As a child, I had no fear. I’d climb up to the tops of trees to get the shiniest, reddest apple – usually to find to my disappointment that some apple-munching-insect-git had got there first but, hey ho, I had fun getting up there.
So, bearing in mind I spent most of my childhood up trees, you’d think I’d be the first to say ‘YEAH, BABY, BRING IT ON’ upon being invited to take part in a tree-top adventure. But now I have put away childish things and no longer spend most of my time up trees, walking along bits of string in the sky just doesn’t appeal.
I’ve been invited to take part in a tree-top adventure three times now: once a few years ago to review on my blog; a couple of weeks ago to go with a group of friends; and just yesterday, again, to review for my blog.
My answer has always been the same: Sorry, I’m a wuss.
Even the chance to give it a go for free hasn’t tempted me (okay, I’m lying – I’m almost tempted to give it a go if it means if I really do faint or throw up or an unladylike combination of the two and don’t take part in any of it, I haven’t wasted my money).
The Three Peaks Challenge
Still, not all challenges have to involve walking on bits of string in the sky – some can be done land-level; for example, The Three Peaks Challenge.
Now, you may be thinking, ‘Hang on a minute, Miss JogBlog… Yes, you are walking on the ground, but doesn’t the Three Peaks Challenge involve mountains, and aren’t mountains – by default due to their mountainous nature – high up?’
Well, yes, they are, but it’s just walking up hills and I’m okay with walking up hills (I may have wimped out of walking up the steps at the top of Mount Snowdon – it was snowing and windy and the steps are narrow and there aren’t any handrails).
Here I am, cold and wet at the top of Ben Nevis. Sitting next to me is Lucy who a) despite saying she was really unfit, whizzed up and down all three mountains quicker than most of the rest of the 20-strong group; and b) remained glamorous whatever the weather was like.
I should probably point out that I did the more leisurely Three Peaks Challenge – completing it over three days, one mountain a day, instead of the 24-hour challenge. Although I think the 24-hour challenge is hardcore, I think it’s a waste of mountains and I’m not just saying that because I did the lightweight girly version.
The Nuts Challenge and Tough Mudder
You’ll remember that a couple of years ago, I took part in The Nuts Challenge. This was definitely a challenge I thought I’d wuss out of but, in spite of my fears, I absolutely loved it and threw myself into those muddy ditches with the best of them.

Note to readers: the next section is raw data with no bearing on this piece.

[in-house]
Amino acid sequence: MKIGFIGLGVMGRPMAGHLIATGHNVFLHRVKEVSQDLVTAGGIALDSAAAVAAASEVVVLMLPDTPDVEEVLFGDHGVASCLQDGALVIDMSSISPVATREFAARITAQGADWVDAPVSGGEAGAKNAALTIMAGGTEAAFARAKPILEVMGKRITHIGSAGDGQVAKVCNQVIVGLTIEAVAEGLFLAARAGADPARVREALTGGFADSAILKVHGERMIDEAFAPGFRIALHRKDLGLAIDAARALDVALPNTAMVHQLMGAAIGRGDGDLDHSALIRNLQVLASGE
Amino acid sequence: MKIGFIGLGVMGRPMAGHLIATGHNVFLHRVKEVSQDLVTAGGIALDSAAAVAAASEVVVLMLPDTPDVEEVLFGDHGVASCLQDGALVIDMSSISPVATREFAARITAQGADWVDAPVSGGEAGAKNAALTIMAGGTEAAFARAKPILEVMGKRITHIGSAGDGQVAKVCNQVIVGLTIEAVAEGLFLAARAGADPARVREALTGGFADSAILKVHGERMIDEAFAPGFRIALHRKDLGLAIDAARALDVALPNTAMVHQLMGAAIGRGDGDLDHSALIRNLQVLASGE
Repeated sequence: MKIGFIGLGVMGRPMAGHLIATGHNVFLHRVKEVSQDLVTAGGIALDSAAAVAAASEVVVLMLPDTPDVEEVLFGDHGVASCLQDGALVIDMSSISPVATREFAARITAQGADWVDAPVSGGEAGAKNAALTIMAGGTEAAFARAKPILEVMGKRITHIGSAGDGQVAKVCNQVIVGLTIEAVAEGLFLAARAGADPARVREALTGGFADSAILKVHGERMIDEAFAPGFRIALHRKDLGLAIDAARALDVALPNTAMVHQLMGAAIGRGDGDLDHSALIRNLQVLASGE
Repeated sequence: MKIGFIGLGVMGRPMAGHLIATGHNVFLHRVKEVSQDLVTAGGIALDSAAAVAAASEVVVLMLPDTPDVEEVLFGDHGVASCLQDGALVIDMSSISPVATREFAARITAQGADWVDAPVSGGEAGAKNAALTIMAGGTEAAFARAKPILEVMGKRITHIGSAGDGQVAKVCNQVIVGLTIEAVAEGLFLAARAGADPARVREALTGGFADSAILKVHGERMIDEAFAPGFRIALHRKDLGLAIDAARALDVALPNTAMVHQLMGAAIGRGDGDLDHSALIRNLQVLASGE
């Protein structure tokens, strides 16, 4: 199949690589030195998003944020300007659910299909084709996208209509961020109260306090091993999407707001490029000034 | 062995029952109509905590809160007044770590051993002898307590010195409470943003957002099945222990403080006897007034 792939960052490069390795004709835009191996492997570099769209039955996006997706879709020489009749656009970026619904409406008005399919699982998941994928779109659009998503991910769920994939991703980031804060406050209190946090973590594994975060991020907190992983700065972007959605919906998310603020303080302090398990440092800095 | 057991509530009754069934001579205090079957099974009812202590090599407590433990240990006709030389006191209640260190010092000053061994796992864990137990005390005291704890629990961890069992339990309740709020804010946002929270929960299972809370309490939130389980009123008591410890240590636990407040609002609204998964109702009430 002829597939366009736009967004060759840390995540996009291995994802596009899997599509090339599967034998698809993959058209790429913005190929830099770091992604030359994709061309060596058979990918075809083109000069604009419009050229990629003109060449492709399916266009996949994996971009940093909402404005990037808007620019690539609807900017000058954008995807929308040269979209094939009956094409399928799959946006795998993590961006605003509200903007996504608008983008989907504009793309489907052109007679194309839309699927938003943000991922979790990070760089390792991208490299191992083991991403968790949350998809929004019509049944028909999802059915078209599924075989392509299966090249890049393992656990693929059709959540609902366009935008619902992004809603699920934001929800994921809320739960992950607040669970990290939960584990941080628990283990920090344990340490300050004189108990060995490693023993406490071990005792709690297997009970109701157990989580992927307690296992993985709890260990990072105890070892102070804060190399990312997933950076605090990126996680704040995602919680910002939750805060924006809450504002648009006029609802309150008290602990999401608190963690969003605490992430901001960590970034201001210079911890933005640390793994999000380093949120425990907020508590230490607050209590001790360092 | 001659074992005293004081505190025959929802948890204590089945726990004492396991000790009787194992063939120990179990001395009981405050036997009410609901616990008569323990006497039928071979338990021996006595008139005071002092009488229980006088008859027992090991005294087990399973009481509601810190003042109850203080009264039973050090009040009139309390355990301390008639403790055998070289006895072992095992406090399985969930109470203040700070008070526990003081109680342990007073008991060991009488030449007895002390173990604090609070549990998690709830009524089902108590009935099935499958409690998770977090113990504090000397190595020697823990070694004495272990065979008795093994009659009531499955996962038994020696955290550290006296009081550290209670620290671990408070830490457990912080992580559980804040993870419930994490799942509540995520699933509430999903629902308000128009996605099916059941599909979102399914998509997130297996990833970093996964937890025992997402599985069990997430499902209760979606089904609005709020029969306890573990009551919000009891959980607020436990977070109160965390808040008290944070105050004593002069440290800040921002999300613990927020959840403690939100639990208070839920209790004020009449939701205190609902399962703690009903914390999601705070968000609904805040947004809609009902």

I’ve since then been invited to take part in Tough Mudder, which is similar to The Nuts Challenge but involves getting electrocuted and jumping 15 feet into icy water and, to be honest, I’m just not that stupid. (Yes, you guessed it: For ‘stupid’ read, ‘I’m too much of a wuss’.)
However, if you want to read the blog of someone who’s done Tough Mudder not only once but twice and even with a fractured elbow, head over to the inimitable Cat Henderson’s (aka The Running Goth) blog. She is Scottish though, and therefore well ‘ard.
If you’re worn out thinking about challenges that involve walking on bits of string in the sky, climbing up mountains, diving into ditches and getting electrocuted, don’t worry, there are plenty of challenges that involve sitting down in a comfy seat.
Take driving experiences, for example. A few years ago, for Shaun’s birthday (or it might have been Christmas, I can’t remember but it doesn’t really matter) I bought him a Ferrari v Porsche driving experience. As you’d imagine, this involves driving Ferraris and Porsches. In the photo below is one of them and, no, I have no idea whether this is the Ferrari or the Porsche. My guess is it’s the Ferrari and that guess is purely based on it being red.
It’s a good thing Shaun likes things like this because, for the last few years, his presents have mostly involved sitting down on things with engines. As well as the Ferrari v Porsche driving experience, I’ve bought him a quad-biking experience, for which I also bought myself a ticket but after about three minutes, decided it wasn’t for me, jumped off the quad-bike and went and sat in the office to play on my phone while waiting for Shaun and his brother to finish their quad-biking thing.
He’s also been hovercrafting on land and in the sea, as the picture below proves (it proves the land bit, anyway. Actually, I made up the ‘in the sea’ bit and only added it in the unlikely event any Cardiacs fans read this).
If he ever gets round to booking it, he’ll be flying a little aeroplane next and I’m jealous because I want to go in a little aeroplane.
There are plenty of other experiences you can take part in – have a look at Into The Blue Experiences – they’ve got loads on there. Just don’t expect me to do any of them with you.